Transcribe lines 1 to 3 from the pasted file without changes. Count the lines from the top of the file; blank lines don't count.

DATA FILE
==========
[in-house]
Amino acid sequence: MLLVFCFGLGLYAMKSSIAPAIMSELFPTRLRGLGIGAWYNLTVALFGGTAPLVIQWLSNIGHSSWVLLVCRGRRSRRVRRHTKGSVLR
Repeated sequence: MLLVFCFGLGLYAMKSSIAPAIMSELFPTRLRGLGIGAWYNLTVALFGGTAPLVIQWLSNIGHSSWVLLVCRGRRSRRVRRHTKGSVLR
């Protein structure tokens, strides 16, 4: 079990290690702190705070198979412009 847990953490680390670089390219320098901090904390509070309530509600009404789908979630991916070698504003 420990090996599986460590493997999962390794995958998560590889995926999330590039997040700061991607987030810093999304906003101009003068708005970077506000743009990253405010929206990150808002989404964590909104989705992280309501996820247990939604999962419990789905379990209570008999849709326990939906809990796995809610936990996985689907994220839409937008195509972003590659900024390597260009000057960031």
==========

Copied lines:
[in-house]
Amino acid sequence: MLLVFCFGLGLYAMKSSIAPAIMSELFPTRLRGLGIGAWYNLTVALFGGTAPLVIQWLSNIGHSSWVLLVCRGRRSRRVRRHTKGSVLR
Repeated sequence: MLLVFCFGLGLYAMKSSIAPAIMSELFPTRLRGLGIGAWYNLTVALFGGTAPLVIQWLSNIGHSSWVLLVCRGRRSRRVRRHTKGSVLR